Look at what has already worked for you and do more of it. If you’re just starting out look at what others in your industry are doing, and where your perfect customers hang out — it’s no good building a Facebook community if you’re targeting lawyers who won’t be using Facebook during the times you are able to engage.

Set targets for your five focus areas. For instance, if you select guest posting, how many posts will you write and submit to websites in one month, three months, and so on. By creating clear goals you can measure your results.

Step 2: Action

Picking the five areas is only the start. You need to take action.

Make progress in your focus areas, ensure that every day you have time put aside to work on each. At the end of each day have a quick review of what progress you’ve made and plan for the next day. Don’t let yourself become distracted from these five things.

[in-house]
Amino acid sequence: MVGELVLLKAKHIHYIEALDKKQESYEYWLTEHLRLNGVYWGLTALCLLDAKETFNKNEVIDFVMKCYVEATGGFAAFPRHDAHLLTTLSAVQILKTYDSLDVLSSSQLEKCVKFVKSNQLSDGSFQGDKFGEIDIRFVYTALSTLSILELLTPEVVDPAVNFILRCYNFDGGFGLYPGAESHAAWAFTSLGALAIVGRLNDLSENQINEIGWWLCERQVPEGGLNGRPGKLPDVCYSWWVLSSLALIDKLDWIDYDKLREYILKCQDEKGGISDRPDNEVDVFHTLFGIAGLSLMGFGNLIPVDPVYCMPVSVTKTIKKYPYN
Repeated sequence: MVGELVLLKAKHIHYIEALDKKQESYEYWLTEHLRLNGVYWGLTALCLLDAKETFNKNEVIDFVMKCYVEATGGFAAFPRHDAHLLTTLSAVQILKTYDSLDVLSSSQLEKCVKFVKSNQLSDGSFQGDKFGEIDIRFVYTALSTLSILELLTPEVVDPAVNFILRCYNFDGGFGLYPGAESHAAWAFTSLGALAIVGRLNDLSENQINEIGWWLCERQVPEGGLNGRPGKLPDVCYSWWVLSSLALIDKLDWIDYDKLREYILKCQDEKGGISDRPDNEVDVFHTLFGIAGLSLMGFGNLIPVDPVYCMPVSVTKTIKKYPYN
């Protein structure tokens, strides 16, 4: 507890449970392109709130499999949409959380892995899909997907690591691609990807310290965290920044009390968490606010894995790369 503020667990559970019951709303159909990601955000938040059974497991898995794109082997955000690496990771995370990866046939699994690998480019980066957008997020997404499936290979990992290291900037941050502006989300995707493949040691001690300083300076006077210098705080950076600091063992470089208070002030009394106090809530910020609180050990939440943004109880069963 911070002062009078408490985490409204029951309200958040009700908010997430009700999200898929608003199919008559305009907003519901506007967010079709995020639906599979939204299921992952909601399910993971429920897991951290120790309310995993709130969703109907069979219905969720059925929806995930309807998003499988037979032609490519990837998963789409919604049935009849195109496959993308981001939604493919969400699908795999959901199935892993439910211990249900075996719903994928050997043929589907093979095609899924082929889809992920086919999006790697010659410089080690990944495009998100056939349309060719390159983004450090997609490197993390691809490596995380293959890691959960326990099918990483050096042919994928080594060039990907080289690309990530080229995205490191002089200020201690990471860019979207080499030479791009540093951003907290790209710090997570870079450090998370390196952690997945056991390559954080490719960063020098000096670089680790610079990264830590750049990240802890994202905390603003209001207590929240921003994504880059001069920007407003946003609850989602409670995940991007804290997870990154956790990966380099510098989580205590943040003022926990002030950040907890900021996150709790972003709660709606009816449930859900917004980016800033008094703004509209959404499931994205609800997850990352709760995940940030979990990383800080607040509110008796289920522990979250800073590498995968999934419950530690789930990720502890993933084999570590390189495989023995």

Step 3: Review

Regularly review your five focus areas for measurable results. Regardless how much time you put into selecting your initial areas of focus, the results are ultimately going to show you if you made the correct choice.

Have you seen an increase in traffic from guest posting, have you received enquiries through building an engaged Facebook community?

Step 4: Adapt

Based on the results in your review, adapt your focus. If you’ve seen results from Facebook but not as much as expected do you need to spend more time engaging with your community? Do you need to publish more blog posts to generate more enquiries?

If you’ve adapted your focus from a previous review and you still don’t see the results you’d like then, and only then, consider changing one of your focus areas. But only change one at a time, and only after you’ve really made an effort to take action in that area and the results have proven that it’s not working.

Build a Strategic Habit

Following this approach will build a strategic habit, a focused marketing strategy and most importantly measurable, profitable results for your business.

Are you a focused marketer or a marketing magpie?  Please join me for a discussion in the comments.

Robert Peters is a Small Business Adviser and Director of Fresh Eyes Consultancy.

 

How I sponsored a future Olympic athlete

June 18, 2012 by Neil Westwood